They see it from ‘I wish I could’ve had that, I wish that was me’.

Most people will be very generous about it and say ‘I wish you all the best of luck, good for you, couldn’t’ happen to a better person’, all that kind of stuff, but at the end of the day, most people are going to think about these things, initially at least from a personal perspective.

So I think it’s one of the best ways of finding that commitment, is to commit to yourself, to your mental, physical health, commit to changing your environment.

Then you can start looking after other people.

You can’t do that unless you’re healthy yourself in all those senses.

Focus on the future, focus on the long-term goal, focus on what you’re going to achieve in your life now that you don’t drink alcohol anymore.

I guarantee you, anybody who’s been at this stuff for a year, there’s nobody who’s going to turn around and say ‘my life isn’t better now’,

because, we’re all adults, we’re all capable of achieving things, we’ve all got a lot of experiences in life, we’ve all had jobs, we’ve all had relationships, so we’re not stupid.

The only thing that’s been holding back is this lifestyle.

This alcoholic lifestyle.

I hate the word ‘alcoholic’.

Just, the overall lifestyle.

It’s not about the alcohol, it’s about that lifestyle, that framework that alcohol has played a part in.

You get rid of that and you start using your mind, you start using your time and your money in better ways, then your life is going to improve drastically.

A year later, once you’re achieving those goals, once you’re moving away from the alcohol, you’ve gone a year without alcohol, you won’t want to ever look back again.

That’s what I want for everybody who wants to quit drinking that they get to that one year, two years and they think ‘there’s no chance I’m ever going back there because of what I’ve achieved in my life.

It’s good life. It’s really a good life.

It’s a shitty life when all you’ve got is drinking and getting drunk and recovering, and drinking and getting drunk and recovering,

that repetitive, depressing, horrible shit cycle.

If you have any comments about that, give us a shout in the comment section. Come on over to the website if you want to download an audio of this. You can go to iTunes as well. There’s a transcript on the website as well.

Until next time, have a great day, keep the alcohol out of your mouths and stay healthy.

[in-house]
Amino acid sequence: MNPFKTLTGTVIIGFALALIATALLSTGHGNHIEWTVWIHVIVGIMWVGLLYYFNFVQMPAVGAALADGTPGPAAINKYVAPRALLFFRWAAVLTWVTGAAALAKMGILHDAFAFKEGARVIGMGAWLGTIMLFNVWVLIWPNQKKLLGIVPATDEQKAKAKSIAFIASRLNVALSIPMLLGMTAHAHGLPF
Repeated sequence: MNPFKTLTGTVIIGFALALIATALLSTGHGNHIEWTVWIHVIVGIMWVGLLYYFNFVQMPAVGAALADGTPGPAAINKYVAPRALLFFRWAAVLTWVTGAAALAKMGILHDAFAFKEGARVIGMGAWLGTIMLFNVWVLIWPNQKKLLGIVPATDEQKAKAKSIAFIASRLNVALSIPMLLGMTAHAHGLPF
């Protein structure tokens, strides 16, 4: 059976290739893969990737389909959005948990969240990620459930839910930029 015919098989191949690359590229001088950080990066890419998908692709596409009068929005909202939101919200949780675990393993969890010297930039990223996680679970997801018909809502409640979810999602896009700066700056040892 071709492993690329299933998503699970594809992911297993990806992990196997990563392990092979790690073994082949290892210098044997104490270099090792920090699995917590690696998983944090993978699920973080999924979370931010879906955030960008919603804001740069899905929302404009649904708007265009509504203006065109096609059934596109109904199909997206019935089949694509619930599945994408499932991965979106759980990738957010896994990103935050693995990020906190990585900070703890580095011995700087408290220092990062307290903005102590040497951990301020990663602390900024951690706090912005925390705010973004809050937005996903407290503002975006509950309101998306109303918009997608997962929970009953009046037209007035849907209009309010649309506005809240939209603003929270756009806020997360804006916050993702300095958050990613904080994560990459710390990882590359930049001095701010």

Until next time…
Onwards and Upwards!

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  1. Mark

    Hey Kevin its Mark.. your videos are the best most helpful thing I’ve tried!! the worst thing is an AA meeting!! they suck!! I’m up to 76 days so far and doing good! thanks for alcohol Mastery.

    • Ron smith

      I do agree, I been to many AA meetings in the past and they all just bring you down. They reinforce that you will never recover and will always be diseased. Bullshit!

  2. Pav

    Mate as always inspiring stuff.I have viewed lots of your videos but still on the wine,put the music on at 4 in the afternoon and drink a bottle of red plus sneak another half.This is done whilst feeding my dog and a little garden work.Four hours after going to bed wake up feeling like shit trying to process the poison.I have been doing this every day,even when I was working for 40 years.Last night I stopped after talking to my wife discussing your videos.She said I was being selfish,that my family wanted me around for years to come and they needed me to be focused and help them.The boss is right drinking is a selfish indulgent shitfest.So far 40 hours without grog and I feel like hammered shit,I will let you know if I have taken that step in a week.Cheers from Downunder Pav

    • Kevin O'Hara

      Looking forward to hearing of your first week Pav

  3. Mark

    I think the point about getting to a year without alcohol and realising that life is so much better is an important one. I’ve been off the booze for a short while now and won’t go back thanks to wisdom and support from people such as Kevin, but there have been plenty of times when I’ve made it to one, two or three months and for some stupid reason have decided to have a few drinks, only to slip back down again into a pointless cycle of drink, worry, abstain and drink again. Life is so much better without alcohol, and I don’t know anybody who is long term sober who says that life was better with drink in it. Not one person. It just takes a little while for the habit to break and the haze to lift – but life ALWAYS gets better over time as the body and mind learn to exist without a constant dose of poison. Thanks Kevin – what you do is brilliant.